Help with designing a watch and building prototypes is one of the things I’m asked most often. Apparently, everyone wants to get into the watch game! My brand Hamtun makes affordable automatic watches and does very well, so it’s only natural that people ask. When I was starting, I’d have killed for a few pointers!
So I’ve written this article to point people towards. I do not claim to be the fount of all knowledge – plenty of my competitors, people I’d now consider friends, have been going longer and make more money. But I do pretty well, and if I can help others start their journey I’d consider this time well spent. Maybe send me one of your models when you launch as a thanks 😉
Anyway, here’s my story.
Note: Last updated 20 May 2020 as some of the stuff was getting a bit dated or I no longer agree with
In early 2015 I was worried. I had 2 kids, a wife, and not much money. I had an OK job and worked with people I liked so I was in a better position than many, but I wanted more. Specifically, I wanted to work at home so I could see my family growing up, I wanted to build things that I was excited about, and I wanted to wake up in the morning excited to start work.
For as long as I can remember, I’ve always assumed that one day I would have that life. My job was just something I did until I’d built my own business and could run it full time. But I was 34, and time was passing. If I didn’t get a move on I was going to have spent half my life in a job, each year convincing myself that by this time next year I’d be out.
There was no eureka moment or memorable event that gave me the kick I needed, but one morning I just woke up and decided it was time to get on with it. I needed to start or I was never going to get anywhere, and not getting anywhere wasn’t part of my plan.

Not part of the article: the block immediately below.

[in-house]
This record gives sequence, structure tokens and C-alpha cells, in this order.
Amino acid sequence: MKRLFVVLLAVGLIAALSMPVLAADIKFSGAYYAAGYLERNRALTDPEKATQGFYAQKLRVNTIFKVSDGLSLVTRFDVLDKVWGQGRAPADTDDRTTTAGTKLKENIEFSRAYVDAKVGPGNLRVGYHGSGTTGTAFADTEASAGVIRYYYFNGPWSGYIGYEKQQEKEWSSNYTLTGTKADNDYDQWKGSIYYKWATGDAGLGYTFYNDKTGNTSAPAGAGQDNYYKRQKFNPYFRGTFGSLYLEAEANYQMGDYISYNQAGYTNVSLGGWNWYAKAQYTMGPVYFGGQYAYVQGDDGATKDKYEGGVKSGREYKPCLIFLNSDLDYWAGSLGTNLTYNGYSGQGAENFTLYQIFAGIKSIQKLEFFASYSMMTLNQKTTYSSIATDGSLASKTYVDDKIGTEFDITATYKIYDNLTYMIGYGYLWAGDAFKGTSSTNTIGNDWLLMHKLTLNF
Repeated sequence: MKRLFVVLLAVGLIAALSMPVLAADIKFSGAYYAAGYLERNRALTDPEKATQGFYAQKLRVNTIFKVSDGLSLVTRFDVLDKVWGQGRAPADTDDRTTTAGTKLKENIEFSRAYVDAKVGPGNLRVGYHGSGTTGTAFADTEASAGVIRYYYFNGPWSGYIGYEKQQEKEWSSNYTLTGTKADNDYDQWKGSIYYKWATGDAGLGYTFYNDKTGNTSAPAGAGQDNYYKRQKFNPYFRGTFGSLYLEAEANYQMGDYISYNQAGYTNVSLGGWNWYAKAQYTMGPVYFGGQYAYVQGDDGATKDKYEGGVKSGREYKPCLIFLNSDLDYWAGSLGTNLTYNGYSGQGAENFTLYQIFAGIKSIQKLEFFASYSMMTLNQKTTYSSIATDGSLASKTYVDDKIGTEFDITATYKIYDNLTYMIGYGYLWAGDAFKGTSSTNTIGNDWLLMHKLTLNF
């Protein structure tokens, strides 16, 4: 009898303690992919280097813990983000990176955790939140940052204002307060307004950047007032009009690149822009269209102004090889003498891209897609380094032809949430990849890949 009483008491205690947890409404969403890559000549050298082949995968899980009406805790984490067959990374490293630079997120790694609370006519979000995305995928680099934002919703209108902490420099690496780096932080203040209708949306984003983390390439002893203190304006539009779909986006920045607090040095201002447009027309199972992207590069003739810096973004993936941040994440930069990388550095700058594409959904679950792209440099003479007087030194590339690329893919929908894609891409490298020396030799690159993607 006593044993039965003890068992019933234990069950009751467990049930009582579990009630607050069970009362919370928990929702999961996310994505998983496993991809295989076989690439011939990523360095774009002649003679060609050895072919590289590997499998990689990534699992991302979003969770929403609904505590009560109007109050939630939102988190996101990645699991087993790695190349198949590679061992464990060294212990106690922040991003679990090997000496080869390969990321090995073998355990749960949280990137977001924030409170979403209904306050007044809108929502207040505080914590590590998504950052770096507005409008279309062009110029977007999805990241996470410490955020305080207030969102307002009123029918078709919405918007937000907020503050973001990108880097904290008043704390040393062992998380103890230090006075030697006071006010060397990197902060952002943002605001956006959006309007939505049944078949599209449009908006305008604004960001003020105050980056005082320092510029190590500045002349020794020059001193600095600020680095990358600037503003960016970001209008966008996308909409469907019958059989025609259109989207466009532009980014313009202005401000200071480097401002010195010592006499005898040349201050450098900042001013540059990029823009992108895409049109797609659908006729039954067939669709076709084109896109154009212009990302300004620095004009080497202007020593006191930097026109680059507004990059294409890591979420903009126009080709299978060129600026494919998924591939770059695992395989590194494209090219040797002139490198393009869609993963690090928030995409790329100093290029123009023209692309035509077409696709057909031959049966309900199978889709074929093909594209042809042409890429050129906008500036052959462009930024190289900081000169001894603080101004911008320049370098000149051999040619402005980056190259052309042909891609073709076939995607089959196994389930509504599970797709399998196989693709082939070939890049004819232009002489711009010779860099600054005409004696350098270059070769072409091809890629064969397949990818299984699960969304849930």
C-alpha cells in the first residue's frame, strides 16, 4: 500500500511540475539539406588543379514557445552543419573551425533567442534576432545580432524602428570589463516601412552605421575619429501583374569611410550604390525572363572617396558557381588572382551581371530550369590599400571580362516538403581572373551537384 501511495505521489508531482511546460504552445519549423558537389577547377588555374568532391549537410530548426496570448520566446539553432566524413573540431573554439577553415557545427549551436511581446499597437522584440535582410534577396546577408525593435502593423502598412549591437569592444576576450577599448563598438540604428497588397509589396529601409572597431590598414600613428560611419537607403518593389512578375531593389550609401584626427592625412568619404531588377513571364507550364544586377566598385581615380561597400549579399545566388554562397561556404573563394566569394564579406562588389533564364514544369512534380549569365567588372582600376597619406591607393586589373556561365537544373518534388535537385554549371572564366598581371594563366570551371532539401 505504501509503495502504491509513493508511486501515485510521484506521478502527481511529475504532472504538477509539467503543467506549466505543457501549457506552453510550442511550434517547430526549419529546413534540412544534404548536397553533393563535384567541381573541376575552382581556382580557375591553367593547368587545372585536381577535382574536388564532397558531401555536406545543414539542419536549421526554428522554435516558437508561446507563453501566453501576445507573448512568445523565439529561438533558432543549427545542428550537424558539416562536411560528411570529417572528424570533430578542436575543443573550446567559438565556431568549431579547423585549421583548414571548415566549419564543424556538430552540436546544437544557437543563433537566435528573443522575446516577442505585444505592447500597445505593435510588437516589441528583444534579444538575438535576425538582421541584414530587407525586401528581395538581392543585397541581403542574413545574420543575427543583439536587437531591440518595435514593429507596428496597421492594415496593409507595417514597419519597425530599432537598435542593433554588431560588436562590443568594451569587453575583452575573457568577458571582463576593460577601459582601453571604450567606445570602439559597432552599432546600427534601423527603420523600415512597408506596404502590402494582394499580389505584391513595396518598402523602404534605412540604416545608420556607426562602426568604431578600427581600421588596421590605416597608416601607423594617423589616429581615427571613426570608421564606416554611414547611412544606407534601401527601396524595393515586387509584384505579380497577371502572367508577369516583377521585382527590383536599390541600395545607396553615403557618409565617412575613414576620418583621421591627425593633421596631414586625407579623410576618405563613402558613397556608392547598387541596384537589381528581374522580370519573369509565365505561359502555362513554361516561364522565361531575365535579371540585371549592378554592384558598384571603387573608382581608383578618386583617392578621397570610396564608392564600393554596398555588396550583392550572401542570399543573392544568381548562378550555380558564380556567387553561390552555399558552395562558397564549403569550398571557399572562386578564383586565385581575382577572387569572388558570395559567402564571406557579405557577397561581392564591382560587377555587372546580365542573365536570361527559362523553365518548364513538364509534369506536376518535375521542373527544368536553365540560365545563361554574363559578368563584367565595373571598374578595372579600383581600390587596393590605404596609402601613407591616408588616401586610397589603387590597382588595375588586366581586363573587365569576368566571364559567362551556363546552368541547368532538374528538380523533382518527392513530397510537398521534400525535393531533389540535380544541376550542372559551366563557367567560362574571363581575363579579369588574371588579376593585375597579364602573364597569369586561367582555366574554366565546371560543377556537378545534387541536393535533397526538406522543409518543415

My whole working life I’d worked with internet businesses, so I was damn sure I wasn’t going to do that. The AppStore has ruined software, to the point where anything software related that costs over 99p is considered expensive! Ad-funded was never an option, I wanted to build a real business, not get lucky with a hobby.
So I had to look at what else I knew about, and which I could make money from.
I’d always been interested in watches, despite not knowing much about them. I have owned lots of (pretty cheap) ones over the years but had never found one I loved. It was a hobby rather than an obsession, and I never really considered designing a watch. I read blogs about them though and had started to pay attention to the “microbrands” popping up all over the place. Microbrands are small watch brands usually run by just one person, often making unusual or interesting designs and selling them in small numbers.
That sounded really interesting, but also really expensive. I knew I wasn’t going to have money to spend advertising whatever I made, so I had to come up with another plan.
Building an audience
This is the section that most people skip when starting up, but it’s the most important part of the whole process. It’s tempting to rush ahead with designing a watch and then worry about selling it afterwards. That’s backwards thinking. You need to think about selling the product first, and worry about designing it later.
If you want to sell something to someone, you need their trust. Trust that you’re a real business and not someone out to steal their money, trust that you’ll deliver when you say you will, trust that you’ll deliver something of a good standard, and trust that you’ll back your product with support if there are any issues.
Apple or Amazon find it easy to sell products because they have huge trust from their customers.
Apple is trusted to deliver high-quality products because they have done over and over. The products aren’t cheap, but they can charge their premiums because they have earned that trust.
Amazon sells a lot of stuff much cheaper, but a customer buying on the Amazon website trusts that should there be an issue, Amazon will deal with it. Their returns and complaints policies are solid and so people buy based on that trust.
There is research that suggests that it takes 5-7 “contacts” before you, your name or your brand starts to establish itself in the mind of a potential customer. It’s rare for someone to hear of a brand and buy from them on the same day, unless they were looking for a very specific product.